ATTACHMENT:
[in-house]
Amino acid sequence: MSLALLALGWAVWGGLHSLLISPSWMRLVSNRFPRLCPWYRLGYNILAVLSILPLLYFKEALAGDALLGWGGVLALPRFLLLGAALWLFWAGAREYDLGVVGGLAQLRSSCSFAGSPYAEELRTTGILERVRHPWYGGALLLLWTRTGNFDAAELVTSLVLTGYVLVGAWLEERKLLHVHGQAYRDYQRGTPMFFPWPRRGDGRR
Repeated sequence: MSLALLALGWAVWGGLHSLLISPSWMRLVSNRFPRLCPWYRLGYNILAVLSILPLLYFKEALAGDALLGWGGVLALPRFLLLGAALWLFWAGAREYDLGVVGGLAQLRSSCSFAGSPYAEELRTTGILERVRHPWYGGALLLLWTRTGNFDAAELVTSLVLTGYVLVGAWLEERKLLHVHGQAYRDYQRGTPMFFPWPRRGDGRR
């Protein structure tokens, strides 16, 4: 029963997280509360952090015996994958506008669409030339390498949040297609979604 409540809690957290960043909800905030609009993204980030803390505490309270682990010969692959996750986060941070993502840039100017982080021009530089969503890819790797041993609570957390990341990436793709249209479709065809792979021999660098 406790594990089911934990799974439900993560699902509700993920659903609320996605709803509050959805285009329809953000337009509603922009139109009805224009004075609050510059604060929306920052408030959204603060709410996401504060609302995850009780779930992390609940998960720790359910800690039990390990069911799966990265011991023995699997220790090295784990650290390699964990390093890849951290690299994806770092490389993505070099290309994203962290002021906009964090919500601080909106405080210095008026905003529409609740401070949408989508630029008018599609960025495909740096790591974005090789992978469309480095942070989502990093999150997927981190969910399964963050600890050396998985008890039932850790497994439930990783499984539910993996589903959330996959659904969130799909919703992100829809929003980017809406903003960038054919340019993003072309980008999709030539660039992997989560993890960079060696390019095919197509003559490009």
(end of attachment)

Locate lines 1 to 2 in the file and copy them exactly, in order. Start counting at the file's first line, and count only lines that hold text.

[in-house]
Amino acid sequence: MSLALLALGWAVWGGLHSLLISPSWMRLVSNRFPRLCPWYRLGYNILAVLSILPLLYFKEALAGDALLGWGGVLALPRFLLLGAALWLFWAGAREYDLGVVGGLAQLRSSCSFAGSPYAEELRTTGILERVRHPWYGGALLLLWTRTGNFDAAELVTSLVLTGYVLVGAWLEERKLLHVHGQAYRDYQRGTPMFFPWPRRGDGRR